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  1. #1
    Join Date
    Nov 2011
    Location
    Newcastle
    Posts
    5

    Default Inlay on painted timber

    Hi there,
    I put 5mm wide timber inlay into a little timber walnut box sand and clear coat itís fairly simple.
    I would like to build a little box with inlay but paint it black instead of clear coat . I canít work out how to sand job then paint it with the inlay ,
    Masking inlay then paint ? When I remove masking tape Iím left with a small trench in the finish.
    Any help much appreciated
    Roy

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  3. #2
    Join Date
    Oct 2015
    Location
    Ringwood, VIC
    Posts
    522

    Default

    Can you leave the inlay slightly proud of the surface then paint? {that is, sand then inlay then paint }. Then carefully sand the inlay down to flush? You might need to clear coat the lot afterwards.

    Or mask it off, paint then clear coat to fill the hollow?

  4. #3
    Join Date
    May 1999
    Location
    Grovedale (Geelong) Victoria
    Age
    73
    Posts
    11,913

    Default

    If you want to paint the box black and not the inlay... Paint the box then do the inlay.

    If you want to paint the inlay black. Paint it with small brush and go very carefully around the edges with a very small pointed brush. although it seems a waste to paint the inlay black. Might just as well paint the the area of the box where inlay was to go, black and forget about the inlay.

    Sorry if I'm not quite understanding the idea of what you want to do.

    Cheers - Neil

  5. #4
    Join Date
    Sep 2022
    Location
    canada
    Age
    28
    Posts
    5

    Default Inlay on painted timber

    Step 1:

    It is necessary to create this effect over an unfinished floor. You can start on a newly installed wood floor, you may wish to refinish an existing floor therefore having the floor finish stripped, or you can isolate the area you would like the border to be and sand that area only, exposing raw wood. Which ever method works best for you, using this technique on unfinished floor boards will create an authentic inlayed appearance.




    Step 2:
    I begin mapping out my boarder dimensions using a pencil and tape measure. For most floors a 6 inch to 8 inch border width is ideal. I first create a frame as a holding line for my border pattern, usually about Ĺ inch thick for the inside and outside boundary of my pattern. Starting 1 Ĺ inches away from the wall edge, I begin marking my guide lines with a pencil. I mark at the 1 Ĺ inch, 2 inch then again at 7 inches and 7 Ĺ inches. This makes my entire boarder thickness at 6 inches, with a 5 inch center field.




    Step 3:
    The center pattern will consist of a simple pattern repeat. Iíve sketched out the pattern on tracing paper and after making a few adjustments, I cut the form out of a cardboard panel. This will act as my template.




    Step 4:
    Placing the template into position between the boarder frame lines I trace the shape, continuing down the length of the floor, until I have reached the opposite side.




    Step 5:
    Using a metal straight edge and a sharp razor blade or matt knife, I carefully cut along my pencil outlines. The purpose of this is to create a clean inscribed line across the wooden floor boards. When the fluid wood stain is applied to the raw wood, the incised lines will prevent the stain from bleeding past the line, creating a crisp, sharp edge to the stained Ďinlayedí shape.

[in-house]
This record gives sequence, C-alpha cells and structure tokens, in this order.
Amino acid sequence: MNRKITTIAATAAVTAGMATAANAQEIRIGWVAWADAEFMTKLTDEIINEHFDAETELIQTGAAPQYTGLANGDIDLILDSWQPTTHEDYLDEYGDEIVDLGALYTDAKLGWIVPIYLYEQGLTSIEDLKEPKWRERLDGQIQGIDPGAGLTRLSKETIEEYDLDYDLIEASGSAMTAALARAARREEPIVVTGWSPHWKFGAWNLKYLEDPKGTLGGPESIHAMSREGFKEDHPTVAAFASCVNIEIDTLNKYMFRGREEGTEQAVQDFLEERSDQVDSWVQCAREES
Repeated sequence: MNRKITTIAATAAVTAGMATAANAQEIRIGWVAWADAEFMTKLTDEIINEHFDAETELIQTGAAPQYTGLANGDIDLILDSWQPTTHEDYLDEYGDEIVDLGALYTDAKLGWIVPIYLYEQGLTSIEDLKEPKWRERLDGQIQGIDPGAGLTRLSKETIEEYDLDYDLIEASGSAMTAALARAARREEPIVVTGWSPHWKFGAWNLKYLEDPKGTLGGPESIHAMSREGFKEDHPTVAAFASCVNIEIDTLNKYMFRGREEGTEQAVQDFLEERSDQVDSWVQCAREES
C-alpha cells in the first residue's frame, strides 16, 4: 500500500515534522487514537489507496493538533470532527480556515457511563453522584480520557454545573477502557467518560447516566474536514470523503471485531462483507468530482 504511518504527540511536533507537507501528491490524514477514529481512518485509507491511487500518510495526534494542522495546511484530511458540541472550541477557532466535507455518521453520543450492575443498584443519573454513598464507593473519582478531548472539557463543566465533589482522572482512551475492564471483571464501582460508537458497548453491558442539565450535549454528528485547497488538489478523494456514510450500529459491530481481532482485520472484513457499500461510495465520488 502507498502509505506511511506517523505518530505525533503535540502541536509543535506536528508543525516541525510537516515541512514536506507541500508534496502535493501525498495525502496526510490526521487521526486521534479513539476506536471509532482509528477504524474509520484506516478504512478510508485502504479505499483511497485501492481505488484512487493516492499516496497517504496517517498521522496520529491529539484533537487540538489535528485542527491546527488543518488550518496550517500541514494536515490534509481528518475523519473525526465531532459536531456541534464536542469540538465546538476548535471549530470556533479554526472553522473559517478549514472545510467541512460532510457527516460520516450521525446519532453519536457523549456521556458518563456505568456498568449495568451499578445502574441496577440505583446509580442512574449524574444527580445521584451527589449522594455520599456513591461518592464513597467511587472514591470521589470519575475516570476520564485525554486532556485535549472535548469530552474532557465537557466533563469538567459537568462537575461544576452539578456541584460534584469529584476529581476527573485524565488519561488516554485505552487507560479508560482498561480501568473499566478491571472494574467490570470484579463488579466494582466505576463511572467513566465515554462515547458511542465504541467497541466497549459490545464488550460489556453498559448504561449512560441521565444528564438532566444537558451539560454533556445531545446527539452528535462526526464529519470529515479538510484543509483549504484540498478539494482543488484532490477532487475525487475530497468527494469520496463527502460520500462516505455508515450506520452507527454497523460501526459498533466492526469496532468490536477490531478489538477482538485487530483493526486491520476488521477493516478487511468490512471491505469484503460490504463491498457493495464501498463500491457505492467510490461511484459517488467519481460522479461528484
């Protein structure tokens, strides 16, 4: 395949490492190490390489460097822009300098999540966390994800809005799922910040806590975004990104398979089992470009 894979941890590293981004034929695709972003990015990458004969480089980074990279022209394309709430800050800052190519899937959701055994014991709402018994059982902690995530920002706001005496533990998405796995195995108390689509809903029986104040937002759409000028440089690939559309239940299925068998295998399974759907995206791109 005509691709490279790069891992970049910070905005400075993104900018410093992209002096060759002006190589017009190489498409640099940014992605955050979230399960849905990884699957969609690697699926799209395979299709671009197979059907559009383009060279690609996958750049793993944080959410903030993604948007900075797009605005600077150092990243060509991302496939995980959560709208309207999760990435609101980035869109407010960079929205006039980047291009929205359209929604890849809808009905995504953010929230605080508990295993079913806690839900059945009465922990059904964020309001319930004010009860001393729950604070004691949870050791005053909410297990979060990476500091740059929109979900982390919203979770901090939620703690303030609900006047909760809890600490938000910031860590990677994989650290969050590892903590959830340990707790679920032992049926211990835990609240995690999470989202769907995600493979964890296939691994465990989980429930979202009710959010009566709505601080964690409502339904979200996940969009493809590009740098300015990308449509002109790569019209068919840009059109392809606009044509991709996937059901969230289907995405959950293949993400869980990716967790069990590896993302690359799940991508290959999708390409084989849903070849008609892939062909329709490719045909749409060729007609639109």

Step 6:
    Using my No. 4 brush, I apply the Dark Walnut wood stain to the outside Ĺ inch border frames. When applying the wood stain, set the brush within an 1/8th inch away from the incised edge. The raw wood will naturally pull or soak up the wood stain, drawing it outward. Keeping the stain just inside the cut edge will allow the wood to draw the color to the boarder and stop at the incised line.




    Step 7:
    I repeat this process with the center motifs, painting every other segment in the Dark Walnut stain.




    Step 8:
    Next I apply the second wood stain, Cherry, to the remainder of the center motifs.




    Step 9:
    Iíve selected a star shape as a corner detail. I follow the same procedure use for the border. First I transfer my star pattern, followed by cutting the lines with a matt knife. The wood stain is then applied.

    Step 10:


    A latex satin sheen clear varnish should be applied to the entire floor as a sealer. Generally 2 to 3 coats are recommended. Use a short nap roller to apply the varnish. Roll the varnish in straight motions from one end of the floor to the other. Always roll in the direction of the wood grain. I use a brush to cut in the edges and corners.


  6. #5
    Join Date
    Apr 2014
    Location
    Kew, Vic
    Posts
    963

    Default

    Bing,

    If Understand you correctly you want to paint the walnut box black but have an (unpainted) 5mm timber inlay sunk into the top level with the paint?

    Thatís a tough call to bring the two surfaces level without damaging the paint.

    My approach would be:

    Inlay the box first. DO NOT GLUE IN but make sure it is a good snug fit.

    Level the inlay to the top of the box with a scraper.

    Remove the inlay and replace with dummy pieces - its OK if these are a bit proud of the surface.

    Paint the box. For preference use spray paint as itís thinner or consider using a black dye stain.

    When dry, remove the dummy inlay and replace with the ďrealĒ inlay you thicknessed earlier.

    Test on a spare piece of timber first!!!

    If it were me I would dye stain rather than paint. Well, actually I wouldnít do that either as I like the colour of polished walnut

    Regards,

    Brian

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